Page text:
Surprise: Michigan. The consensus among Big Ten media was that whileBrady Hoke was the right hire and Denard Robinson was the conference's most dynamic playmaker, the Wolverine's latest ascension to Big Ten prominence was at least a year away. Not so, as the Wolverine defense has looked surprisingly adept thus far as Michigan has stormed to a 6-1 record early. They could use a bit of help in the Big Ten race, but not as much as you'd think, and this Wolverine offense might be the only one in the Big Ten that can keep pace on the scoreboard with Wisconsin if the championship comes down to those two teams. Also considered: Illinois
Disappointment: Ohio State. Everybody knew difficulties were coming once Jim Tressel resigned and Terrelle Pryor was sent packing, but Ohio State has always prided itself on an overall talent advantage against everybody else in the Big Ten, and that advantage has yet to manifest itself this season. OSU has been throttled by Miami and shut down by Michigan State, and even when the Buckeyes were spotted a late 21-point lead at Nebraska they couldn't seal the deal. Perhaps last week's win over previously unbeaten Illinois is a sign of things to come, but for now, it looks like OSU is just lucky to be over .500 on the season, and that is stunning. Also considered: Nebraska; Minnesota; Northwestern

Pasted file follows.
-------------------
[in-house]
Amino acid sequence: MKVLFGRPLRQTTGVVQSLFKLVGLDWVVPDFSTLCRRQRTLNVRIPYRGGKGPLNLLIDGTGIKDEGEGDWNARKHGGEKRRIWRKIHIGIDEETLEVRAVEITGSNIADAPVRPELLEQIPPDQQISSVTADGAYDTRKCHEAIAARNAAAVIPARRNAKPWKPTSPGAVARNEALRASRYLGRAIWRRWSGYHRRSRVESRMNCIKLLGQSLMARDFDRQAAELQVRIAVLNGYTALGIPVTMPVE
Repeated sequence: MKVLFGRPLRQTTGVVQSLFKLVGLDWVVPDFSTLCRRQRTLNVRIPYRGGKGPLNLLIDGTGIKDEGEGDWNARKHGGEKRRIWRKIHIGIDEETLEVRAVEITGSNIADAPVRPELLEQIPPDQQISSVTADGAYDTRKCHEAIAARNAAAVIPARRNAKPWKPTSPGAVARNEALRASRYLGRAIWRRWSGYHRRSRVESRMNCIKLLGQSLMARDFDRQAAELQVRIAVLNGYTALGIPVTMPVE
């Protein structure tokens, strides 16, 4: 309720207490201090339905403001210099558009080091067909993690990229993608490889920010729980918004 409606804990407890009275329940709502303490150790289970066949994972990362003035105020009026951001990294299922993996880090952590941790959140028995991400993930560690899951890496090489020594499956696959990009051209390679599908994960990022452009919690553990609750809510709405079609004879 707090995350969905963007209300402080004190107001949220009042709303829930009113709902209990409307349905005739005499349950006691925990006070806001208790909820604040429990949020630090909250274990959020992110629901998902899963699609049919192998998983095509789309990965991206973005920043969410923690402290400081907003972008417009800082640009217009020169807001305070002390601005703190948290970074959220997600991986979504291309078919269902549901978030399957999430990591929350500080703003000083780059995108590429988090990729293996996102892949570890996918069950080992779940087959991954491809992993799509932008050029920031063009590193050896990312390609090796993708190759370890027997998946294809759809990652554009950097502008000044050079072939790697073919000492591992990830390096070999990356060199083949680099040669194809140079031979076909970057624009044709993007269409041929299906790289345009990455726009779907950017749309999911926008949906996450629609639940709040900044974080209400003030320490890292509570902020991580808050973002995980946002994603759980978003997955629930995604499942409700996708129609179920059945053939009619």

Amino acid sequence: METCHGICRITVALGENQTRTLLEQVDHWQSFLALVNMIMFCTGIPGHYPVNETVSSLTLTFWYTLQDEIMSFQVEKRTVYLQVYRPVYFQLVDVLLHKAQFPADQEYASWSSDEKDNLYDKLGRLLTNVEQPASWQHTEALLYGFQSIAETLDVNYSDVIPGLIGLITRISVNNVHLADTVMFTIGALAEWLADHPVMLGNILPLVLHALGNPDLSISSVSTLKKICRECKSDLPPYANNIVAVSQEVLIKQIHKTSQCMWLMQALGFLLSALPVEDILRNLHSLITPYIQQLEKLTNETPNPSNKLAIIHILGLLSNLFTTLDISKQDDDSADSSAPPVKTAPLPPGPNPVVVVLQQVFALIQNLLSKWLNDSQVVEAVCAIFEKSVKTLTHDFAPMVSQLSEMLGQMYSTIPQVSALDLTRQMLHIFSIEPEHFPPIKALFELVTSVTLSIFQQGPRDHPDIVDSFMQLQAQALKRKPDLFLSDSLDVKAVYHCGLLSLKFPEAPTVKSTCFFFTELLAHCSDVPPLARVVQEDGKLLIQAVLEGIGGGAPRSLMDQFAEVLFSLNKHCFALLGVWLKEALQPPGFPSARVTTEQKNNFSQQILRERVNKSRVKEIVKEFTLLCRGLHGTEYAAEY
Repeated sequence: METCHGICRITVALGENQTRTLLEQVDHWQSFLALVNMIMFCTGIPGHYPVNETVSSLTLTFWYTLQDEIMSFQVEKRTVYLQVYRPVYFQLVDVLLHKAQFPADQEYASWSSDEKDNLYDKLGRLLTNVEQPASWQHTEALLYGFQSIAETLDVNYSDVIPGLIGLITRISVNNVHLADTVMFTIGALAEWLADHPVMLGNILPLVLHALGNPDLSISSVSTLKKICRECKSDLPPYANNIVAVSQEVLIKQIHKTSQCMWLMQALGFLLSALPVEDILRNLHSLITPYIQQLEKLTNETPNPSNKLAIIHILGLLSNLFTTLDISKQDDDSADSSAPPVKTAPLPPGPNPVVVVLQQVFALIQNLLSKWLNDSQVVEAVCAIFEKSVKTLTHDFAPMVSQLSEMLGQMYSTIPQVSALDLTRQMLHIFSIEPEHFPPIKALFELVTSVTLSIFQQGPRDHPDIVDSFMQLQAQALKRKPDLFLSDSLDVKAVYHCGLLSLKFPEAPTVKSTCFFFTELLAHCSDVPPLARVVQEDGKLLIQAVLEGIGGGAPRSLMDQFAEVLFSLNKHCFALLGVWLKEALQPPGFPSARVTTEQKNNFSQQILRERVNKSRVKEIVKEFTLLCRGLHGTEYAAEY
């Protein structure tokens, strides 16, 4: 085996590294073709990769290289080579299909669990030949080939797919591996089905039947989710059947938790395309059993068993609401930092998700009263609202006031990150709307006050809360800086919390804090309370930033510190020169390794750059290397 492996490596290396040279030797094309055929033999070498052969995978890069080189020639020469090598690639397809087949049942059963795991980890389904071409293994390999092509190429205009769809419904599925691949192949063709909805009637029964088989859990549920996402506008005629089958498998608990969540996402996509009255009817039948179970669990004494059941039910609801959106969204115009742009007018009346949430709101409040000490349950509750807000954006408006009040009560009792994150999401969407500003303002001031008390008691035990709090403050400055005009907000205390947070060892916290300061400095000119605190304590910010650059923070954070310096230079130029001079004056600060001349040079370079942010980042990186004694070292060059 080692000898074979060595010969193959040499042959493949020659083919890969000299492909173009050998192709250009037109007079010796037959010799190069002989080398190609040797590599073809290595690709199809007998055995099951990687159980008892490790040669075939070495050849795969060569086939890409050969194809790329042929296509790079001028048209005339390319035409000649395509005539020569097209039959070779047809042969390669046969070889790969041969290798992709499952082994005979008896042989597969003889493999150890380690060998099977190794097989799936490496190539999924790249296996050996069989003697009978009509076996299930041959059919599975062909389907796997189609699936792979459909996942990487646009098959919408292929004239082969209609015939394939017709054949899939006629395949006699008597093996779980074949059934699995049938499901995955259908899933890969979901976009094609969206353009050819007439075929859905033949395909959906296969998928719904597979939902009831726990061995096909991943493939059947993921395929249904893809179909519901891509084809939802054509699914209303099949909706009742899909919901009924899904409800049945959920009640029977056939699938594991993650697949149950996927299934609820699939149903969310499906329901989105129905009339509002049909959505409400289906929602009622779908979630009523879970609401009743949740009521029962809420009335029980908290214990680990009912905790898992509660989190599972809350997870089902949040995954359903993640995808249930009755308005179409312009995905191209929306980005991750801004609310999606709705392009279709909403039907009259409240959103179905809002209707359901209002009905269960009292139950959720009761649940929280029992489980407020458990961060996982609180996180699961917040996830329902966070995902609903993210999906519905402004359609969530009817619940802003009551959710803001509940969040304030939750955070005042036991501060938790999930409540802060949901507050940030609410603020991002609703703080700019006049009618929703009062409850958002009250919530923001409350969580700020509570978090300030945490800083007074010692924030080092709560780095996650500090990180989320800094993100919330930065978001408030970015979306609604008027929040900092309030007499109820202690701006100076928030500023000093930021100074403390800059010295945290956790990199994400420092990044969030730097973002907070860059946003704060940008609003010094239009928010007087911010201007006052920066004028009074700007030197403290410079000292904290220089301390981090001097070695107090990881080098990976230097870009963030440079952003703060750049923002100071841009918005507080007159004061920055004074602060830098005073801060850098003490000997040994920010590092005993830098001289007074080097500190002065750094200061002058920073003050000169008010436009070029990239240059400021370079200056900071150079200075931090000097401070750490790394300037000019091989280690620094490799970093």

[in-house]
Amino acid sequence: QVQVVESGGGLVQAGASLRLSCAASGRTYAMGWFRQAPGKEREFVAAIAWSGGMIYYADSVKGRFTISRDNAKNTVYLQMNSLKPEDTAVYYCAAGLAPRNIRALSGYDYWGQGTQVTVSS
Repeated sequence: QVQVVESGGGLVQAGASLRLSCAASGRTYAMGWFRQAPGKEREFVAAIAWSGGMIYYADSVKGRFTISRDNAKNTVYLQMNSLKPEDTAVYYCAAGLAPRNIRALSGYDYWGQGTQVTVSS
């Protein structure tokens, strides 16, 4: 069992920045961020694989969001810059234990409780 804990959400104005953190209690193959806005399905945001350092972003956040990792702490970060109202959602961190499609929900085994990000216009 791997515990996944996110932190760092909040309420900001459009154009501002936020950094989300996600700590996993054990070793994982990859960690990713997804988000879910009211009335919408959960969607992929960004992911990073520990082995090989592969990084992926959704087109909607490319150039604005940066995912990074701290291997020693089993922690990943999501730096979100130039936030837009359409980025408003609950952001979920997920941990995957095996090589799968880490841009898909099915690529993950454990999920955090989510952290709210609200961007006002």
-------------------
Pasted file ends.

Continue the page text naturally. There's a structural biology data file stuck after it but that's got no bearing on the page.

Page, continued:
Game of the Year (so far): Notre Dame at Michigan. Was this a pretty game? Lord no, not for one second of the contest's 60 minutes or the fans' three and a half hours. Was it an exciting game? Of course it was, and it leads off our list of the best games of the year in the Big Ten. For three quarters, Notre Dame looked like it was snuffing Michigan out, holding a 24-7 lead headed into the final stanza. Then Denard Robinson came alive, erupting for four touchdowns in the fourth quarter, and even an Irish touchdown with 30 seconds left proved to be too much to leave the Wolverines as Michigan marched 80 yards down the field in just three plays and scored the game-winning TD with two seconds left. Pandemonium ensued, and Michigan fans had to be asked (politely) by police to leave the stadium after the win. Now that's the way to host your first home night game ever. Also considered: Ohio State at Nebraska; Nebraska at Wisconsin